Full of fascinating insights and observations by the master cinematographer, and the images are endlessly gorgeous and evocative (not that I can imagi...moreFull of fascinating insights and observations by the master cinematographer, and the images are endlessly gorgeous and evocative (not that I can imagine one could expect otherwise).(less)
Biography is something I very rarely take up in my reading (I much prefer memoirs, or personal diaries and journals whenever possible), and it's even...moreBiography is something I very rarely take up in my reading (I much prefer memoirs, or personal diaries and journals whenever possible), and it's even more rare for me to actually read a biography all the way through, usually opting instead to read chapters or sections specific to my interests.
I had fully expected this to be more or less my experience with Utopia Parkway, currently the only biography available on the life of nonconformist artist Joseph Cornell, whose work I have become increasingly enchanted by over the last few months and have been studying in greater and greater detail. But I quickly became so engrossed in the specifics of Cornell's life that I ended up reading the whole thing, and it's probably the closest I've experienced to a "page turner" in a good while—I could hardly put it down.
Deborah Solomon definitely had her work cut out for her by taking on this subject. In the various accounts and analyses of Cornell's work and life I've read so far most seem to struggle with accounting for the complexity of Cornell's utter unconventionality—in some he comes off as a whimsical, almost child-like recluse under the domineering thumb of his "dear Mama," in some he comes off like a marginalized hermit willfully on the fringes of art and society, and yet other descriptions portray him as a creepy voyeur-type whose largely repressed sexual urges drive his work, which attempts to dominate the various female figures he held as his muses. As Solomon proves, Cornell was indeed all of these things, but also many more—all of these characterizations are like individual facets that change shape and color and even disappear with just the slightest change of perspective. Cornell emerges as an endless and endlessly baffling bundle of contradictions, and she does a remarkable job of accounting for many of them, which is often done by her adamance to contextualize both Cornell's life and the art that it inspired within larger social and artistic movements.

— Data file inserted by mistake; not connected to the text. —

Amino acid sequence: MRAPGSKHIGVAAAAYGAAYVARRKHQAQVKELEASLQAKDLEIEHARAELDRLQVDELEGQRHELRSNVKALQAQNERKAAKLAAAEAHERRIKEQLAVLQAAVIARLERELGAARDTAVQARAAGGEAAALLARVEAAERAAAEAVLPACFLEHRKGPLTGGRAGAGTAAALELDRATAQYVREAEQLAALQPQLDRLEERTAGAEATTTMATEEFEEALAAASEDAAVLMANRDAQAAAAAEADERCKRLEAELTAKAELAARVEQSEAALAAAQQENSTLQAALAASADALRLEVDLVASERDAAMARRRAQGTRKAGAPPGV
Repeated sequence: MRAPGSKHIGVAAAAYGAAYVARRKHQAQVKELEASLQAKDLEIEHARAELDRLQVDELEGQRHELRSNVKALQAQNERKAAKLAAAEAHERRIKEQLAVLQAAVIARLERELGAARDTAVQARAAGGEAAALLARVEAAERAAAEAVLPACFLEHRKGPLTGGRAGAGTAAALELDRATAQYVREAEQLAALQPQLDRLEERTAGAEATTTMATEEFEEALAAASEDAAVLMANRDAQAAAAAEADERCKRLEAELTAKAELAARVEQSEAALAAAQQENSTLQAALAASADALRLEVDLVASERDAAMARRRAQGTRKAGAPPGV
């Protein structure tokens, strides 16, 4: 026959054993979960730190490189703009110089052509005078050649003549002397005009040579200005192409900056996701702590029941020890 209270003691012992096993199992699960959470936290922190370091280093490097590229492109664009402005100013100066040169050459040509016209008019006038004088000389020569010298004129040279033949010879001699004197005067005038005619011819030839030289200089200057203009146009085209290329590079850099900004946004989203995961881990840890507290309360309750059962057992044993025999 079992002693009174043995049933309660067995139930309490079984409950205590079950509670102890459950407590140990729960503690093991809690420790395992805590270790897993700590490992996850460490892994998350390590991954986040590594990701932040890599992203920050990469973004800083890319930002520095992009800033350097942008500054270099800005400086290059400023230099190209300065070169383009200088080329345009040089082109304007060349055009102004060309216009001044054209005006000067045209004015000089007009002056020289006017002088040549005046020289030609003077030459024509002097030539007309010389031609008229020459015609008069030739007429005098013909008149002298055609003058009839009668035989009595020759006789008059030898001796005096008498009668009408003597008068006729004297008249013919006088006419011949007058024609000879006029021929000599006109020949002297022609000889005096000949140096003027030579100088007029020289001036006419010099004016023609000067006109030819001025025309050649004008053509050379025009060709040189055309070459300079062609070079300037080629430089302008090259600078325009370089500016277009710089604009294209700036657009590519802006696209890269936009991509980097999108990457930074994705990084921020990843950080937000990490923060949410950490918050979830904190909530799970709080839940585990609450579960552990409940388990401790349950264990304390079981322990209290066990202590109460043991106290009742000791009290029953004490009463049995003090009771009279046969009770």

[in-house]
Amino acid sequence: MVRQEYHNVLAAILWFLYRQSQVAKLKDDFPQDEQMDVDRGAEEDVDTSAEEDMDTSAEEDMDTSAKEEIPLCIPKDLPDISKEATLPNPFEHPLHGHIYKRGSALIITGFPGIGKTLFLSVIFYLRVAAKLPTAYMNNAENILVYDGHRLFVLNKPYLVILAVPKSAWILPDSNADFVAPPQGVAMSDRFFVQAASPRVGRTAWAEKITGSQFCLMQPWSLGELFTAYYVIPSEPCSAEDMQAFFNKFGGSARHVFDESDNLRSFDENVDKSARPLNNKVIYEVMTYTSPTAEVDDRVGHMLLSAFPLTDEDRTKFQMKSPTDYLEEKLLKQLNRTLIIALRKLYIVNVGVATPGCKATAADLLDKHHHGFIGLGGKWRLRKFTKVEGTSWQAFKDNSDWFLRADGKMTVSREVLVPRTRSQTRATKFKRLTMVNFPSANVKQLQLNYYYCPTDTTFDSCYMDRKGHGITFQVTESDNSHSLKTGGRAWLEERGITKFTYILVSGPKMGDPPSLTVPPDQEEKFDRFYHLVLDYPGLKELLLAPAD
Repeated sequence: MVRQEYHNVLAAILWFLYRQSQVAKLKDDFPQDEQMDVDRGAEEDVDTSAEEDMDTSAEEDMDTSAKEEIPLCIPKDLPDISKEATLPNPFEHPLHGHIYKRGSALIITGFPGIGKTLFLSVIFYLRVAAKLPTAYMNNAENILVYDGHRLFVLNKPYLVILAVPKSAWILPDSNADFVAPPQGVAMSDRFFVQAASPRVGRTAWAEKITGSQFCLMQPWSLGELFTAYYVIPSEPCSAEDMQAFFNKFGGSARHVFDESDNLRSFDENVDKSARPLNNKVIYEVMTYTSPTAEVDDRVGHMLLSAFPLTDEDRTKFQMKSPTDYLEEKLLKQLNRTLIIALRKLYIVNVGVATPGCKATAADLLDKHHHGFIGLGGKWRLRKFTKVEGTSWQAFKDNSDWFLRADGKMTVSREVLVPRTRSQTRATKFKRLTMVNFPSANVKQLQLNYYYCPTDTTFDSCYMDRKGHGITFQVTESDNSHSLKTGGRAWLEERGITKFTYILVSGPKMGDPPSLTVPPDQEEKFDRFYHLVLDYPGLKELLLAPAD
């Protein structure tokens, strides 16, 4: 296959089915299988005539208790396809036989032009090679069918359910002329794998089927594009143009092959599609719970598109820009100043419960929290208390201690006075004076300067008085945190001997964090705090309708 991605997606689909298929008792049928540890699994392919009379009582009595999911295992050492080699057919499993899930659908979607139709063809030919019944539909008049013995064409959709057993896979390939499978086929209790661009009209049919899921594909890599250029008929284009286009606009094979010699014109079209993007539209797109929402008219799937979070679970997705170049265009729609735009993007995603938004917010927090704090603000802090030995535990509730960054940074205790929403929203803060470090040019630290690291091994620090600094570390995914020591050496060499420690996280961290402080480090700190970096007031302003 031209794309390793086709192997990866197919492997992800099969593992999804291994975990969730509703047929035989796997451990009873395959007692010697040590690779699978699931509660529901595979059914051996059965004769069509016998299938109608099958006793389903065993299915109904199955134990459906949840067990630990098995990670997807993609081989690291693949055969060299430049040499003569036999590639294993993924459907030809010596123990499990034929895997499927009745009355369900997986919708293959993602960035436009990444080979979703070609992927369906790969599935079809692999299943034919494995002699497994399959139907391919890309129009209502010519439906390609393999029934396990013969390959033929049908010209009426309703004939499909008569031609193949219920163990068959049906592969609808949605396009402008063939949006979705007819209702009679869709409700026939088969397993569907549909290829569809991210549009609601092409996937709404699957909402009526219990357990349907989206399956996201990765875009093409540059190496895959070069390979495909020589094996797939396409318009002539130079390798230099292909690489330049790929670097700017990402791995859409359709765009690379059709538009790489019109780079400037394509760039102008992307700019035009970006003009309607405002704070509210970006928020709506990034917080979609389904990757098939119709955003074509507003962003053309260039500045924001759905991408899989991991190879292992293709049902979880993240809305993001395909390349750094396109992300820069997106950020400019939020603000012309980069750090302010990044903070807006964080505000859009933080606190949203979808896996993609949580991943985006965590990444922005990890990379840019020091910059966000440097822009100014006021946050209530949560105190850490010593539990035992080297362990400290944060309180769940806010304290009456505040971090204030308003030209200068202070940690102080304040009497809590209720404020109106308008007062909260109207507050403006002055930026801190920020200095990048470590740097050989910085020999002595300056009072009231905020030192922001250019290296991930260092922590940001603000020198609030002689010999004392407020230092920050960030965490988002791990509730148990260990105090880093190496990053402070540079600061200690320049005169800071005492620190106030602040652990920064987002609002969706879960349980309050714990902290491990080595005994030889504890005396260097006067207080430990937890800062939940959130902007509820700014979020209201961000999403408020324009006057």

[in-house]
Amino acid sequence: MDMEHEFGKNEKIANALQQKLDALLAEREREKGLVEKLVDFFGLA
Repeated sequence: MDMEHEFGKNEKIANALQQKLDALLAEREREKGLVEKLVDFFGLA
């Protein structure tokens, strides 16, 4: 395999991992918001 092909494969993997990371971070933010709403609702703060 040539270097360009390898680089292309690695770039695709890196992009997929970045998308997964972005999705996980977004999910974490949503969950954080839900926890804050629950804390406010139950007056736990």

One review currently on this site found this book "kind of a downer, about a sad and very limited life," a description that rather took me aback, because as we find out through Utopia Parkway, Cornell's life can be described as such in only the most limited of ways—what is remarkable is how rich of a life he seemed capable of creating for himself, largely within the carefully controlled confines of his own home. But frankly, he managed to know just about everyone (from Duchamp to Breton to Toumanova to Sontag to Yoko Ono and just about anybody who's anybody in between). Which is ultimately what proves to be so inspiring: so many life stories of famous people and artists in particular seem to involve extensive travels, glittering parties, intense heartbreaks and ecstasies in equal alternating measure, all of the glamorous, easily romanticized trappings of what many of us like to consider "REAL living." Cornell points to possible alternatives, and how richness of the mind, creativity and great accomplishment can take other forms as well.
This probably isn't the ideal place to start one's explorations of Cornell's work (it's much more enriching when one at least has some idea of some of the work Solomon constantly alludes to), but an essential supplement for anybody who's already a fan.(less)